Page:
Remember, the last time the Indians were attempting to capitalize on a group of talented players as they “went” for the AL Central, the Tribe inked Kerry Wood to a 2-year, $20.5M deal and when the Indians last attempted to make the jump from “young team” to playoff contender, they inked Kevin Millwood to a 1-year, $7M deal. When they’ve been in similar situations, the organization has spent some money (some wisely, some…not so much), but they would seem to have some money to spend to upgrade the lineup.

While that money is neither Pujolsian nor Fieldersian, it is more likely that the money thrown at those two affects the 1B landscape across in a way that the Indians can perhaps capitalize upon. Whether that means that players like Gaby Sanchez or Mike Napoli (or whomever) become available or if it takes Mike Cuddyer and Lance Berkman into financial deals that the Indians should avoid remains to be seen, but the Tribe will unquestionably look to upgrade themselves at 1B in the off-season. Given the failures of LaPorta (and the youth of the infield elsewhere), their target is unlikely to be a hot-shot prospect waiting for a chance as they’ll likely set their sights on a more established player that can settle into the middle of their lineup to provide stability to a lineup that (if healthy) has the potential to be dangerous.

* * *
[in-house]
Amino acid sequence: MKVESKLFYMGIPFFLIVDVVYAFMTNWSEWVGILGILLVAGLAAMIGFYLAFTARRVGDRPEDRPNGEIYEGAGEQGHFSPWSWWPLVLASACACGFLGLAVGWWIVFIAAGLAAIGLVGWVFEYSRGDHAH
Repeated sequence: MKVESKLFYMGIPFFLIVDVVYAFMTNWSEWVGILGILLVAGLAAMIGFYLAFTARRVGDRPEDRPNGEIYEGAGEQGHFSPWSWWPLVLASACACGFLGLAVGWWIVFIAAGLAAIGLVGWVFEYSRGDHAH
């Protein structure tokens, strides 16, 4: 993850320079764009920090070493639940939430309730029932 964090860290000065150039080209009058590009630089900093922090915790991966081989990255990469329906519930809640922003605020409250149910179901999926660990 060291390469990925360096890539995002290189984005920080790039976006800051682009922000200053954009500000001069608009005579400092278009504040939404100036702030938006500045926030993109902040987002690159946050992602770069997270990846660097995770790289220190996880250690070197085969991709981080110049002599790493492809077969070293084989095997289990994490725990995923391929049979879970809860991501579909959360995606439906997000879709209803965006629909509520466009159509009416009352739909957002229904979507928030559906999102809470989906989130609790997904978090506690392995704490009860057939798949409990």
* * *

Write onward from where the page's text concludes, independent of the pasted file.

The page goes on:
Who that player is and how the Indians go about their pursuit of said player is an answer that is probably a few months off…even if speculating on it has already begun.